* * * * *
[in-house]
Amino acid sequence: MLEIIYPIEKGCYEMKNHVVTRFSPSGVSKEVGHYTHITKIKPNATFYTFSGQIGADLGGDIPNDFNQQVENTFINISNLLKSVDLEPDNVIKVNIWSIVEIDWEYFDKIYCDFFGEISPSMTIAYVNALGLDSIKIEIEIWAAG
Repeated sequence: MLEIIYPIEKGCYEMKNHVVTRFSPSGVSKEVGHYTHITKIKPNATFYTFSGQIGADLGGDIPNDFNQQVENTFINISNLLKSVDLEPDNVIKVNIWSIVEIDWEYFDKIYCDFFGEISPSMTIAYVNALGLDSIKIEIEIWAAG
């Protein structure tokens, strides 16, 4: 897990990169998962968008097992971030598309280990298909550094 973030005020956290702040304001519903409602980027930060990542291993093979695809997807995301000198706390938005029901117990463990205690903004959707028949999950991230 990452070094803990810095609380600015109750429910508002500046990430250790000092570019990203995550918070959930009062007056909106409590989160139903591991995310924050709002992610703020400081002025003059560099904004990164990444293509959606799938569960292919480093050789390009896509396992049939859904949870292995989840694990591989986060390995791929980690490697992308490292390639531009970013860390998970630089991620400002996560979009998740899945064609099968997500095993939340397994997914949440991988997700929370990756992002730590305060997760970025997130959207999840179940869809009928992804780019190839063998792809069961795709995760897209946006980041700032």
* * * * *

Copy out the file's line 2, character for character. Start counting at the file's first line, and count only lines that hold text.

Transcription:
Amino acid sequence: MLEIIYPIEKGCYEMKNHVVTRFSPSGVSKEVGHYTHITKIKPNATFYTFSGQIGADLGGDIPNDFNQQVENTFINISNLLKSVDLEPDNVIKVNIWSIVEIDWEYFDKIYCDFFGEISPSMTIAYVNALGLDSIKIEIEIWAAG